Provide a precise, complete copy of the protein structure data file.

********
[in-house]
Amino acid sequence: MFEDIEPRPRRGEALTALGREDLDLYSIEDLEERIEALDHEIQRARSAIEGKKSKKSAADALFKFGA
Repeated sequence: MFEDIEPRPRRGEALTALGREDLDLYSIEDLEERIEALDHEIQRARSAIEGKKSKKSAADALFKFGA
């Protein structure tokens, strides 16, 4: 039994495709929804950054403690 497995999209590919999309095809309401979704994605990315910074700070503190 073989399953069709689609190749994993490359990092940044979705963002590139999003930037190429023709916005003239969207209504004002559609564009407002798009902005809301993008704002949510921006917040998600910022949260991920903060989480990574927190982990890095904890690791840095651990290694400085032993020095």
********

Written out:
[in-house]
Amino acid sequence: MFEDIEPRPRRGEALTALGREDLDLYSIEDLEERIEALDHEIQRARSAIEGKKSKKSAADALFKFGA
Repeated sequence: MFEDIEPRPRRGEALTALGREDLDLYSIEDLEERIEALDHEIQRARSAIEGKKSKKSAADALFKFGA
């Protein structure tokens, strides 16, 4: 039994495709929804950054403690 497995999209590919999309095809309401979704994605990315910074700070503190 073989399953069709689609190749994993490359990092940044979705963002590139999003930037190429023709916005003239969207209504004002559609564009407002798009902005809301993008704002949510921006917040998600910022949260991920903060989480990574927190982990890095904890690791840095651990290694400085032993020095």